1) Load and instantiate all website functionality for each request regardless of the page content:
2) Write framework specific views with dependencies tied to pre-defined routes:
3) Use an asset pipeline to load only the dependencies defined in the application views:
None of the approaches mentioned above are suited to loading and executing granular functionality in a way that a constantly changing site requires. The first approach is robust but may become a performance bottleneck even with the best minification, execution organisation and network optimisation. The second approach is inflexible and could very quickly become a maintenance nightmare trying to wire-up for all eventualities. Any site with a large number of mixed and re-used components built with either of these approaches will have architectural difficulties when a new feature request arrives.
In GroundworkJS functionality is grouped into “widgets”, “directives”, “utilities” and “mashups”. Widgets, directives, utilities and mashups are all types of “component”.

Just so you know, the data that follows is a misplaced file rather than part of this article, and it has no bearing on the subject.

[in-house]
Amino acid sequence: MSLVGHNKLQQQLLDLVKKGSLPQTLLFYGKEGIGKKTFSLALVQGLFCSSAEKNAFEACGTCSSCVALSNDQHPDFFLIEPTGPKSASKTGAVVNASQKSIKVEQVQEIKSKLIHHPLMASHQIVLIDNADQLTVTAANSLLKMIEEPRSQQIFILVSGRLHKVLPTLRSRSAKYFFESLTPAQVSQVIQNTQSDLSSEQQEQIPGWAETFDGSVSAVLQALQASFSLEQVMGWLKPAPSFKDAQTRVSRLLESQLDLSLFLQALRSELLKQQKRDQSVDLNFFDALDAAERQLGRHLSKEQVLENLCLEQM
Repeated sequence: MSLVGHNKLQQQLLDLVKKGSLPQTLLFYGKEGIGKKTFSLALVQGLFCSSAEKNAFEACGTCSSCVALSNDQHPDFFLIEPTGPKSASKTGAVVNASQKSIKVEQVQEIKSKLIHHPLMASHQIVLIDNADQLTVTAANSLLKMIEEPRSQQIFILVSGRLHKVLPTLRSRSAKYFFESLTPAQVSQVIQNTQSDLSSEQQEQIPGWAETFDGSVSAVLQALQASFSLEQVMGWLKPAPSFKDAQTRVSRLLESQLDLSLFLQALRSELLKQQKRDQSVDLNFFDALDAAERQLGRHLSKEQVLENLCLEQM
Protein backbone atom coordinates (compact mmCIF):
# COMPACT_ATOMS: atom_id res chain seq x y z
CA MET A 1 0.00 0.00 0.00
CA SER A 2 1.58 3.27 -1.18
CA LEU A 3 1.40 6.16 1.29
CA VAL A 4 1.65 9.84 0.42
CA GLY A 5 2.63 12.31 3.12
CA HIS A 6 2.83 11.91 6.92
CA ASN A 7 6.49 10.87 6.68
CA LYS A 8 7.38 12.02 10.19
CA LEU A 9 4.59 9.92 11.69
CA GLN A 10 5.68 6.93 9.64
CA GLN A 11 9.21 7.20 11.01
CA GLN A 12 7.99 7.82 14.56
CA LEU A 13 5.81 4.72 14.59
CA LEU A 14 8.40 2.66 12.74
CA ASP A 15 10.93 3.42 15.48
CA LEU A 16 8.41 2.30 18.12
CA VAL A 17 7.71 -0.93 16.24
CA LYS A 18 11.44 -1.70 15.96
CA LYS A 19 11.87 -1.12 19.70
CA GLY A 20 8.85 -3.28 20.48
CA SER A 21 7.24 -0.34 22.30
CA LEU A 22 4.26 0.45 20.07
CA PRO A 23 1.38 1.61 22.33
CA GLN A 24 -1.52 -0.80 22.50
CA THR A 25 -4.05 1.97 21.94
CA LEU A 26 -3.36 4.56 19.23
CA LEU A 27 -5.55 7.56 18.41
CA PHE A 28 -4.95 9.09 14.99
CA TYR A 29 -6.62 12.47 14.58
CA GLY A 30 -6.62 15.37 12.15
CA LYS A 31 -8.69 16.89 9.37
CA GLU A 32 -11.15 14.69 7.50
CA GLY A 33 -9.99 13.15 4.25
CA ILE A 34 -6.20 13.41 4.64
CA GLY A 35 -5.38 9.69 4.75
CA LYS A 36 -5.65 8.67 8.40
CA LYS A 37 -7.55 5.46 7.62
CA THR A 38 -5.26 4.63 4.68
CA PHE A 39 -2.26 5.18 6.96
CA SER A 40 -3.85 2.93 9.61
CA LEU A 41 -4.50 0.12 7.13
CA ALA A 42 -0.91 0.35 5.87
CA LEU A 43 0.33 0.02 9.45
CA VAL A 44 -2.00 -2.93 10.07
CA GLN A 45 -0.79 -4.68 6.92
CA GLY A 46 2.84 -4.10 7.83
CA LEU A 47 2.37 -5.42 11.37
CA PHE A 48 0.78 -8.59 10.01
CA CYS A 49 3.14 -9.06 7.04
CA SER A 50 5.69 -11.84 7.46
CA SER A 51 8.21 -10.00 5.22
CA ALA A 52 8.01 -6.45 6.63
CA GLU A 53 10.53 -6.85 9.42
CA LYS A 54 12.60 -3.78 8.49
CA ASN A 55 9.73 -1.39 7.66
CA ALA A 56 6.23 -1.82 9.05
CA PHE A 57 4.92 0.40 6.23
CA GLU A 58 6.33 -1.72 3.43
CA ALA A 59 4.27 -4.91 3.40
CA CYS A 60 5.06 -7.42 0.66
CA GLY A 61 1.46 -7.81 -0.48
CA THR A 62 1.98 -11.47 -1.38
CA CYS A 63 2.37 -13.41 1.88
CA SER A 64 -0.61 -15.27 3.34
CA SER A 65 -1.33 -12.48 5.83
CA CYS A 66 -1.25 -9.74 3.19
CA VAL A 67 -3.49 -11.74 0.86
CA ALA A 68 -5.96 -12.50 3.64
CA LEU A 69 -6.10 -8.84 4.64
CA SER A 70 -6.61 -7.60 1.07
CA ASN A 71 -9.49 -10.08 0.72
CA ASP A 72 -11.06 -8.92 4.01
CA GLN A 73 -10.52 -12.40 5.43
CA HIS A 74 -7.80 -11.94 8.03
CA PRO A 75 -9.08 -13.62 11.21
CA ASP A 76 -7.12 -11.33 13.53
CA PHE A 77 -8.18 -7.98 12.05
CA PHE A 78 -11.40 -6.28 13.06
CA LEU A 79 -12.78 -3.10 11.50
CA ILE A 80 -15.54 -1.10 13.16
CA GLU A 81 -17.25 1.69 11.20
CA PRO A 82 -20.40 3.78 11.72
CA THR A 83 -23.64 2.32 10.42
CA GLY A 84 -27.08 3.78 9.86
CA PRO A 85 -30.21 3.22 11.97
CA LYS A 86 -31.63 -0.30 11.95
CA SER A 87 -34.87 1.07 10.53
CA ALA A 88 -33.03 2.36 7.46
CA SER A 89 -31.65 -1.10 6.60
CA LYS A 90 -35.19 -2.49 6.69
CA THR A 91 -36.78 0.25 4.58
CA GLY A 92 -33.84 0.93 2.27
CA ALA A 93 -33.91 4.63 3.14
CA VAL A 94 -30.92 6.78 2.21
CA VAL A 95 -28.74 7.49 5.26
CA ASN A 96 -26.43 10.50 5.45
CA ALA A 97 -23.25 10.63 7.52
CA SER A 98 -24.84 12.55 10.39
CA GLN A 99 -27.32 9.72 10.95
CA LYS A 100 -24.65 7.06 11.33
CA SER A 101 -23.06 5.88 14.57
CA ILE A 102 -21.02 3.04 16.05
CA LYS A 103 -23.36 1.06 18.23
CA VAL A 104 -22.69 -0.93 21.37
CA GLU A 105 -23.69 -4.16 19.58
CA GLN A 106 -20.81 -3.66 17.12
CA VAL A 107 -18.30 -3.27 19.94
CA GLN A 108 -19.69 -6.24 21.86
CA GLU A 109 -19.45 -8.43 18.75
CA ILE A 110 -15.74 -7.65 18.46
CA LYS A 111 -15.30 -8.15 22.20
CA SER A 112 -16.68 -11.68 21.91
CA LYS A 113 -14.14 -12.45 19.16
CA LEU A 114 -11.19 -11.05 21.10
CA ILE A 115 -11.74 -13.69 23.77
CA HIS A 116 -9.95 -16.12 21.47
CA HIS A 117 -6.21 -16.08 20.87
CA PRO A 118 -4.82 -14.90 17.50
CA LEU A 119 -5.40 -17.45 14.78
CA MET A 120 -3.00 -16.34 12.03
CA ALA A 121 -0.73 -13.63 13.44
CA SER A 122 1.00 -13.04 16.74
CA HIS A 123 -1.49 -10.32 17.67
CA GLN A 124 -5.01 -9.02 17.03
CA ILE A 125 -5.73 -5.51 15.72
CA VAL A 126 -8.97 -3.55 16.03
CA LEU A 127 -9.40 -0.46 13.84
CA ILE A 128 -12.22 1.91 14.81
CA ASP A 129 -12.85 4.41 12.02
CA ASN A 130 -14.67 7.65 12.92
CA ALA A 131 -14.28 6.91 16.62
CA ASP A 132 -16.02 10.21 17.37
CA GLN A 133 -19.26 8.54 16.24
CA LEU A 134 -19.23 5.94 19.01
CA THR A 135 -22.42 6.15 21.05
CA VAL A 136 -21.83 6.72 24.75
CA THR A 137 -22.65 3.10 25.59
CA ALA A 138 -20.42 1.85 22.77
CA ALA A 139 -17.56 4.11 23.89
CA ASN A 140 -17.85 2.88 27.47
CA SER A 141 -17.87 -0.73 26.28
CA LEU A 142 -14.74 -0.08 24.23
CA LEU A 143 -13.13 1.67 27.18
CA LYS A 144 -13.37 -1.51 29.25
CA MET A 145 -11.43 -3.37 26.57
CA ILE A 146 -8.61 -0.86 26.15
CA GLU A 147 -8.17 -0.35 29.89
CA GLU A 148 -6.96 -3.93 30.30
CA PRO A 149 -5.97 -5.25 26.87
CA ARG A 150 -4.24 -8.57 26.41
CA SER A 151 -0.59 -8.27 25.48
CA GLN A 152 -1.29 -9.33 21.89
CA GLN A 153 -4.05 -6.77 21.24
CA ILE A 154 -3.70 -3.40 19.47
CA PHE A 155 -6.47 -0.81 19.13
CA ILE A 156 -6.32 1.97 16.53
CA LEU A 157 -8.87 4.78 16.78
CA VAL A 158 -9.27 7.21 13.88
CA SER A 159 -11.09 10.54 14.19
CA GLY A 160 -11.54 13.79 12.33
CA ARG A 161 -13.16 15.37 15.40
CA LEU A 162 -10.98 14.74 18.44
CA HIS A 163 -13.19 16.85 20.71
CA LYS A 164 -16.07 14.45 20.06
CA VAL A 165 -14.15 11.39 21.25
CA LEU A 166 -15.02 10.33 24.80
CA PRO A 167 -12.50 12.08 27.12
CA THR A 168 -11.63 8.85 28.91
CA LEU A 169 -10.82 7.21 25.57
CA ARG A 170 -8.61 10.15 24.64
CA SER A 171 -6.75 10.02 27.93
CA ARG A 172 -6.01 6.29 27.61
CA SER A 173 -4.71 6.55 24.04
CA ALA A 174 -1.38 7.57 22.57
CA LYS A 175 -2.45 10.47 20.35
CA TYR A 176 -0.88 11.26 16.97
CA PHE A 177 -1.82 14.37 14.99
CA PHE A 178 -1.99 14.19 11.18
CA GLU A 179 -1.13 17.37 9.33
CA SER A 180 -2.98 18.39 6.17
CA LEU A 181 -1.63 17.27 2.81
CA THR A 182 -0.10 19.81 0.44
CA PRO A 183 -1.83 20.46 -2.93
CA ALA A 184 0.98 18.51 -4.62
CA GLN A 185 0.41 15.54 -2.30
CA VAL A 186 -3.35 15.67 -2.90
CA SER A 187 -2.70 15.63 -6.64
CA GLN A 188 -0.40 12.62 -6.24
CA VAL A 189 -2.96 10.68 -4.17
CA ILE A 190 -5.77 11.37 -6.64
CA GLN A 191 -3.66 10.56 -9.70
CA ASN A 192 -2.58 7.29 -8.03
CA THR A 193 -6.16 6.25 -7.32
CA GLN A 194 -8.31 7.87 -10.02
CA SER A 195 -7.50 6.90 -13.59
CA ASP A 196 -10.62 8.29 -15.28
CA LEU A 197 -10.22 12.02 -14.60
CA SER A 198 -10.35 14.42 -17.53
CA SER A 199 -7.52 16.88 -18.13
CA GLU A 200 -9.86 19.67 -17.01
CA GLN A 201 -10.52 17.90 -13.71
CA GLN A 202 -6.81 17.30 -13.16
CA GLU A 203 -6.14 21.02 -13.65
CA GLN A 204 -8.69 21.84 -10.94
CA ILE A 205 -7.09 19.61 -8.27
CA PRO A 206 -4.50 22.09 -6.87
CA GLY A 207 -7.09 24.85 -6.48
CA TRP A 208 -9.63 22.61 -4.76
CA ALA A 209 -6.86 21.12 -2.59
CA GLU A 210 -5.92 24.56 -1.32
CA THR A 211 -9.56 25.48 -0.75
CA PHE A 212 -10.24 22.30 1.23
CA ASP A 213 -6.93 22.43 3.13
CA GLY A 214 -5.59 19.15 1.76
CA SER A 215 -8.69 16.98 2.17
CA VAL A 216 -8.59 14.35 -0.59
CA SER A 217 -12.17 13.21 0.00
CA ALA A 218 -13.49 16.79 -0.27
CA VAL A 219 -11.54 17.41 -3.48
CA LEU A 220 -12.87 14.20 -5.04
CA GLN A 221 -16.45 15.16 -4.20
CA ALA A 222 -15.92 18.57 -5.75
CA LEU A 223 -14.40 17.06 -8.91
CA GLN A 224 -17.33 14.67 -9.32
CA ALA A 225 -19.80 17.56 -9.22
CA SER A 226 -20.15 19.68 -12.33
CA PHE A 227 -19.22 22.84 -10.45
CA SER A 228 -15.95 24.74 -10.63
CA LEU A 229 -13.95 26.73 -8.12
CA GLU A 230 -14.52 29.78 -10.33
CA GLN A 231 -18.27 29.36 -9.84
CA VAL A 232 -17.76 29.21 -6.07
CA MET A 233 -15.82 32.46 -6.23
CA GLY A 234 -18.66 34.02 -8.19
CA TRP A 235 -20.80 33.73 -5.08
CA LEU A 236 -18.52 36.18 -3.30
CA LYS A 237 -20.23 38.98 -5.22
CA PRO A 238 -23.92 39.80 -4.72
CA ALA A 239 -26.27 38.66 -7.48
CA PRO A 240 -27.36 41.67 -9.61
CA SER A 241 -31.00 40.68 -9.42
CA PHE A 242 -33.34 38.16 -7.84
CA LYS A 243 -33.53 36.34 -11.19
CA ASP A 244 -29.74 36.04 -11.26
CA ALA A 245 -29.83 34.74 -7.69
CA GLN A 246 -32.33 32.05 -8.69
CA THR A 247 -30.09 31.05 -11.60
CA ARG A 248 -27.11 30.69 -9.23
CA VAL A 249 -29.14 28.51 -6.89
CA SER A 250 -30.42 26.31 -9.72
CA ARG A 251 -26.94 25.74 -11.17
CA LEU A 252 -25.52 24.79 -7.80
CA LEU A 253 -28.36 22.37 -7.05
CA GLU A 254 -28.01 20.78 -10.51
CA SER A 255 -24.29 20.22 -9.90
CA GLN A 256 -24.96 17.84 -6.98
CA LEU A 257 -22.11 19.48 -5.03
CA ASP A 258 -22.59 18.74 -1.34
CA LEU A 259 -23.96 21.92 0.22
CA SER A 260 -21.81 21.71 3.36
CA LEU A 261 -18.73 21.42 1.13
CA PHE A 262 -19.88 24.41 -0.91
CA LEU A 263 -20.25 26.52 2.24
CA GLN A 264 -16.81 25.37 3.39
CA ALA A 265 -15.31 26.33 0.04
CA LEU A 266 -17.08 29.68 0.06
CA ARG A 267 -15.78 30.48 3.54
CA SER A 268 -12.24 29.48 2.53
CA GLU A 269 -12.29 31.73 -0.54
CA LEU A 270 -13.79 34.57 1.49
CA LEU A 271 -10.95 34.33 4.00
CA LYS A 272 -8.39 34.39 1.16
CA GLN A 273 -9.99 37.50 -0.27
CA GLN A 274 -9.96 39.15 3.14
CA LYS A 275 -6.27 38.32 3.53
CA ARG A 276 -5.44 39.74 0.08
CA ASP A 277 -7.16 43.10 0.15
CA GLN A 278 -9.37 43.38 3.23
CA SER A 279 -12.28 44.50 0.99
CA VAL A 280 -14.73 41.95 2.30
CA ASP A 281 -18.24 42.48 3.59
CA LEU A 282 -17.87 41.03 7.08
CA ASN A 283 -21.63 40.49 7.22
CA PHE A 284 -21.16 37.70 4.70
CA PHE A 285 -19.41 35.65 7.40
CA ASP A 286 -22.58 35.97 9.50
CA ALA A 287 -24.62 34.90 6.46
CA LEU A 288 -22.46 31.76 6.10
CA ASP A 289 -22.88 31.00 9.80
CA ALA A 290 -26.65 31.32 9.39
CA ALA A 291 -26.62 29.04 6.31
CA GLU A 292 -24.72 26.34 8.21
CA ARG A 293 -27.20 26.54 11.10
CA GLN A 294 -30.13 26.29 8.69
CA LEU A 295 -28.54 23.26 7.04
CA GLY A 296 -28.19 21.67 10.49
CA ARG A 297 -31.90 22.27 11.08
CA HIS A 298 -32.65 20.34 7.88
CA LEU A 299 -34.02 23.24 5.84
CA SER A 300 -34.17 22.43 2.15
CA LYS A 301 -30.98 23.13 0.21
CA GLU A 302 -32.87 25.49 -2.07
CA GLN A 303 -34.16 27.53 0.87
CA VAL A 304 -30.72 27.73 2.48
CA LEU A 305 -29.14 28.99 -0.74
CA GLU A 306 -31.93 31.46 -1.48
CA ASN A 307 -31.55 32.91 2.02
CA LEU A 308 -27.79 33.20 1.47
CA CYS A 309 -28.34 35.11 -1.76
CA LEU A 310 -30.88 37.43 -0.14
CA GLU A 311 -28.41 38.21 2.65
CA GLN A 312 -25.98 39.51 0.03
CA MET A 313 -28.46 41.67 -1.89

- A collection of functionality that is stateful and has an API; E.G. tabs, modal dialogues and slideshows.
- A run-once piece of functionality; E.G. loading a Google map or the one-way transformation of an element.
- A re-usable piece of functionality to help other components; E.G. feature detection or an AJAX library.
- A combination of multiple components functionality; E.G. binding multiple slideshow widgets together or loading tab content with AJAX.
Components are explicitly bound to DOM elements with an attribute and multiple components can be applied by specifying a comma-separated list:
Components can return a function or an object literal. Objects should include an
init method which will receive the element:
Functions will be handled as constructors (called with the
new operator) and will also receive the element. All components may have an optional
Directives shouldn’t maintain state or provide an API so may return an anonymous function:
Mashups combine multiple components to create new or extend existing functionality:
GroundworkJS requires a module loader and there are plenty to choose from depending on project requirements or developer preferences. The script loader must be setup to find the components then GroundworkJS can be booted up:
If you’re interested in quickly getting up and running with GroundworkJS please check out Wirework, a generator for Yo which includes GroundworkJS with the all dependencies and tools wired up and ready to use.